Harry Sinden moves into new role
Wednesday, 08.9.2006 / 12:00 AM ET / News
|Harry Sinden, who began with the Bruins organization in 1961, will move into a role as Senior Advisor to club Owner Jeremy Jacobs.|
"The timing is right to make this transition at this time, as I have been moving away from the day-to-day operations of the team and the building in recent years into more of an advisory capacity,” said Sinden. “We have strong and capable leadership in place throughout the organization, beginning with Peter Chiarelli, who is in charge of all aspects of the hockey operations. With Peter now settled in Boston, I initiated discussions with Mr. Jacobs on changing my focus and he agreed with me that this is the right time to formalize the direction in which we have been moving for some time.”
Jeremy Jacobs, Owner of the Boston Bruins and Chairman and Chief Executive Officer of Delaware North Companies said, “Harry is not only a close friend but is an inspirational leader and certainly a legend in the world of hockey. I am honored that he has agreed to continue as an important advisor to this team.”
The team has decided not to replace the president role at this time, and has aligned all hockey operations, decisions and strategy under new General Manager, Peter Chiarelli.
Sinden has been an integral part of the Bruins for over 40 years, starting in the organization in the early 1960s as a player-coach at the minor league level and progressing as a head coach in Boston, as the team's General Manager for 28 seasons and as President of the team for the past 17 seasons. As a coach and General Manager, he has been part of a Bruins Stanley Cup championship, six Conference titles and ten Division championships and his Boston teams combined for 29 winning seasons. With a 7-4 Boston win at St. Louis on October 17, 1995, he became the first general manager in the history of the NHL to record 1,000 victories and his all-time record as a GM stands at 1170-763-301 for a .591 winning percentage.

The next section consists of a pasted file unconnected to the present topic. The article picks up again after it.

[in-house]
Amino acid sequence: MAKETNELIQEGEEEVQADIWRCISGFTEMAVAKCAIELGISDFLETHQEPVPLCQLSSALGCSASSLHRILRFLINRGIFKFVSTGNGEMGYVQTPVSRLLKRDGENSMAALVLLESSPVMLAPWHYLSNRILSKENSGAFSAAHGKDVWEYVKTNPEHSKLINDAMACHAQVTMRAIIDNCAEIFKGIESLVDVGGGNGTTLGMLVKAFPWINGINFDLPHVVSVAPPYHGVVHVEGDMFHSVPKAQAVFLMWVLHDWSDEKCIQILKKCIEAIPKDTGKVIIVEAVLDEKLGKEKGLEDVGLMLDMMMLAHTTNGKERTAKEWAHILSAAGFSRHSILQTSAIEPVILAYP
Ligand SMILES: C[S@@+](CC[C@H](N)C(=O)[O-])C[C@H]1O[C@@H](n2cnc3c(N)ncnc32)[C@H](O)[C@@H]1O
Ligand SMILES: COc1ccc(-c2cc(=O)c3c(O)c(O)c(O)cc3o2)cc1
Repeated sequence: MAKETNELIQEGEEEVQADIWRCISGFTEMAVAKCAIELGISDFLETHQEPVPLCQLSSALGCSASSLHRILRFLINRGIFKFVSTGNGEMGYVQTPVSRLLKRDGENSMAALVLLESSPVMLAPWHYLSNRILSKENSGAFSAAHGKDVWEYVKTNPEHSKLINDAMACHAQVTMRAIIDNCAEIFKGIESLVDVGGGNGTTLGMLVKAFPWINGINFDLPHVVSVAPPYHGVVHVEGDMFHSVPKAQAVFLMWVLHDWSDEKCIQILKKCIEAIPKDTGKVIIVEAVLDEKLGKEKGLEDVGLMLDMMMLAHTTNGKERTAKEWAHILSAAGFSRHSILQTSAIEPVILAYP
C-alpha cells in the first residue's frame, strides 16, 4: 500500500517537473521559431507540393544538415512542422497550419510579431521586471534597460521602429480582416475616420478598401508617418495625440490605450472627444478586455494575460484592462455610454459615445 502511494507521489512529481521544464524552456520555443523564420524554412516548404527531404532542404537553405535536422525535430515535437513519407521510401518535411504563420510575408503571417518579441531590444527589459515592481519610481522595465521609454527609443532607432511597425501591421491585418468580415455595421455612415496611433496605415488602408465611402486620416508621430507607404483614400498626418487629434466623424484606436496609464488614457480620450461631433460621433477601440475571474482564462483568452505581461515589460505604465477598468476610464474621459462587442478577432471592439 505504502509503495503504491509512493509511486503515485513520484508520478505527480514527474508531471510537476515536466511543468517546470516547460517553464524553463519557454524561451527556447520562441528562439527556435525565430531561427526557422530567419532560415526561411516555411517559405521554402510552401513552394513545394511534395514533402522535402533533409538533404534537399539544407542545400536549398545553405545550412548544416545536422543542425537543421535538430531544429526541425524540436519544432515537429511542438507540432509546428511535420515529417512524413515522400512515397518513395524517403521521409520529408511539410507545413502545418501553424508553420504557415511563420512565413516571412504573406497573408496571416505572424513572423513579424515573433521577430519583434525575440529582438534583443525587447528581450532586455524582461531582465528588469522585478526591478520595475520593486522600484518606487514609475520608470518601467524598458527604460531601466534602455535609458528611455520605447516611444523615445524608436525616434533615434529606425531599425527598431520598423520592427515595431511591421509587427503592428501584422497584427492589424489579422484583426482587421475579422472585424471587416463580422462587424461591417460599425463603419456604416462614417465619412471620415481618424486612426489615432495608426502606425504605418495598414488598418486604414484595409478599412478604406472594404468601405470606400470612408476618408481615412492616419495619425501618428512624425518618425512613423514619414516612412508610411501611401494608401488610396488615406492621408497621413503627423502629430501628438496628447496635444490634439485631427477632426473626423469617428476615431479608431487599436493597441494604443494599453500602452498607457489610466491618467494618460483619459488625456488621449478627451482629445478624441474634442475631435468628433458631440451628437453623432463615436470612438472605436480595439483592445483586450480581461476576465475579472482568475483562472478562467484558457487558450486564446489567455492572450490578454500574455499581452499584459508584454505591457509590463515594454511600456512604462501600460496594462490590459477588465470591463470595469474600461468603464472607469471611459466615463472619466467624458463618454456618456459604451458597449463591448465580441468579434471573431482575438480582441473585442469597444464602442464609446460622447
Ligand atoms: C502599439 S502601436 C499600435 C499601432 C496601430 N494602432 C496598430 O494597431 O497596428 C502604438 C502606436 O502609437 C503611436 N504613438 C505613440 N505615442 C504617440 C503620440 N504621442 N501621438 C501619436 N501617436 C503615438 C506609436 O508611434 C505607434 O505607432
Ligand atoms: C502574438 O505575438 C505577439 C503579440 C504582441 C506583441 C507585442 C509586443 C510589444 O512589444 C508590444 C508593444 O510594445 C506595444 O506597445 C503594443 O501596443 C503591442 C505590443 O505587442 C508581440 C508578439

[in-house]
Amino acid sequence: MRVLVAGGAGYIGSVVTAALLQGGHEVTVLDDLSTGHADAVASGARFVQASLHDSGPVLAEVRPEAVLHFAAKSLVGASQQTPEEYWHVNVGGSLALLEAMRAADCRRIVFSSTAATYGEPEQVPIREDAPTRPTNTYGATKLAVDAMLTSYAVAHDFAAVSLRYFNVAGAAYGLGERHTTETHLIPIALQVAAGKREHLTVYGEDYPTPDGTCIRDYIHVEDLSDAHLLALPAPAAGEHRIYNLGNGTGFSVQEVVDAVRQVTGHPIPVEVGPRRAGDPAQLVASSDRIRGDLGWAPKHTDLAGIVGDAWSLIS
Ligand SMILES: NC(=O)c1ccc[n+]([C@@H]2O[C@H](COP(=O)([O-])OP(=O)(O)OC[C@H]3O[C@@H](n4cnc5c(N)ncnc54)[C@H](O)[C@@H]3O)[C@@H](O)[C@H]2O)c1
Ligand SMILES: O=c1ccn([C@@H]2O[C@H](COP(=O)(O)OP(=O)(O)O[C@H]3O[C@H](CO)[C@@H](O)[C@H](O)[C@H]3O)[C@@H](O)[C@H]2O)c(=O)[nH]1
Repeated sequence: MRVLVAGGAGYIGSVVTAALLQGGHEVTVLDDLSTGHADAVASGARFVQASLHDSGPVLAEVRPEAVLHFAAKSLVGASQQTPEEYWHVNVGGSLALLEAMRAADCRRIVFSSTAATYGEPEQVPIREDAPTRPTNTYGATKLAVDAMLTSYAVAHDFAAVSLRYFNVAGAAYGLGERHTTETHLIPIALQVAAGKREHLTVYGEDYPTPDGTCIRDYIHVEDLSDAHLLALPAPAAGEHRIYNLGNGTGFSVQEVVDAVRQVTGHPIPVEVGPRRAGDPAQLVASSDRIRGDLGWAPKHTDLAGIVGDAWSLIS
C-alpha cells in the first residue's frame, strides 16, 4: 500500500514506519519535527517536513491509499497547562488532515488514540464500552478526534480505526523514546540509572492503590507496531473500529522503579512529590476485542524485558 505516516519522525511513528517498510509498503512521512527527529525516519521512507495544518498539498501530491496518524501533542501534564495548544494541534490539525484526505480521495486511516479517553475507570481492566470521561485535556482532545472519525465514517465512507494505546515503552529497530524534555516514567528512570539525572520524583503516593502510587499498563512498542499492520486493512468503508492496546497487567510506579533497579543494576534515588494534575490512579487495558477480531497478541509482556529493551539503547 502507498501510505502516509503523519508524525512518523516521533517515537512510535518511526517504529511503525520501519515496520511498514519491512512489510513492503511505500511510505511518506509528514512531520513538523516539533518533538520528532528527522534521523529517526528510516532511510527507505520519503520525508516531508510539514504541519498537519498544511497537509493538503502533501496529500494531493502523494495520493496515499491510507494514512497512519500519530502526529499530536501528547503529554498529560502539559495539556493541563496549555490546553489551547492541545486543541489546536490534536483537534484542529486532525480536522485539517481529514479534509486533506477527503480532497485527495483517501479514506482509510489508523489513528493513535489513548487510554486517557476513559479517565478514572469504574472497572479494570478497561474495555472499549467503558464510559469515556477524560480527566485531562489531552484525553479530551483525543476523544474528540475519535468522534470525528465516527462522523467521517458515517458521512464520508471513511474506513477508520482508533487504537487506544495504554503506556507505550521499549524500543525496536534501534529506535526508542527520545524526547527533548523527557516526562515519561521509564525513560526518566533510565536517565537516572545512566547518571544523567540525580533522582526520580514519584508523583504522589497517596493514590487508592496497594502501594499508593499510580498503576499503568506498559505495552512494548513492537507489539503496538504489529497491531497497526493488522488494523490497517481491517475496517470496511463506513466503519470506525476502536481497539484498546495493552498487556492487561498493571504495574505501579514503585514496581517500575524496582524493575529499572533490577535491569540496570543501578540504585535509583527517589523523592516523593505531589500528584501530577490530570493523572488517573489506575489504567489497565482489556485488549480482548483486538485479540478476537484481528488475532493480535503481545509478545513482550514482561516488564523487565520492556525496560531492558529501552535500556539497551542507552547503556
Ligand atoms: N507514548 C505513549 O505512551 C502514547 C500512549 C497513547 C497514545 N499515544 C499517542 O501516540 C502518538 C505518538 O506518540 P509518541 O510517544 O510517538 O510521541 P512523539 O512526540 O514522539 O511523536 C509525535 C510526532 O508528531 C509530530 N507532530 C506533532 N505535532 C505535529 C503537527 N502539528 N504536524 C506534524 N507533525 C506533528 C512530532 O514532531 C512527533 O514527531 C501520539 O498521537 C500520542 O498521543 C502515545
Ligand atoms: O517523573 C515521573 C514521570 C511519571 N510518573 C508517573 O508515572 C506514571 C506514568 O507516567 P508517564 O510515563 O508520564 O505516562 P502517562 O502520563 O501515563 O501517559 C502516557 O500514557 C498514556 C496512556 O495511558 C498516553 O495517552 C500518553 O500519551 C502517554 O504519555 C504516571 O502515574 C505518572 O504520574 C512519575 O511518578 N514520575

Sinden has also been a key member of many league committees, which bring policy and rule recommendations to the NHL's Board of Governors. The esteem in which he is held in the hockey world was evidenced by his 1983 induction into the Hockey Hall of Fame, as he became the 23rd Bruin enshrined and only the fourth to enter in the Builder's category. In 1997, he was selected as one of the 30 inaugural inductees into the International Ice Hockey Federation Hall of Fame. In 1999, he was honored with the league's Lester Patrick Award acknowledging his "outstanding service to hockey in the United States" and he is also a member of the Board of Directors for the Hockey Hall of Fame.
He began with the Bruins organization in 1961 as a player-coach in Kingston, Ontario. Following a coaching stint in Minneapolis, he became a player-coach in Oklahoma City and in 1965-66 led that club to the CHL championship with eight consecutive victories. He moved to Boston to assume the Bruins head coaching position in 1966-67 and a year later, he led the team into the playoffs for the first time in eight seasons. His four-year career behind the Boston bench reached the pinnacle in 1969-70 with the club's first Stanley Cup in 29 years.
Following a two-year stint in private business, Sinden returned to hockey in 1972 when he was asked to coach Team Canada in the classic series between NHL players and the Soviet Union. In recording one of Canada's supreme sporting triumphs, the team overcame a 1-3-1 series deficit by taking three straight one-goal victories in Moscow. He returned to Boston at the conclusion of that series, becoming the fifth General Manager in Bruins history on October 5, 1972.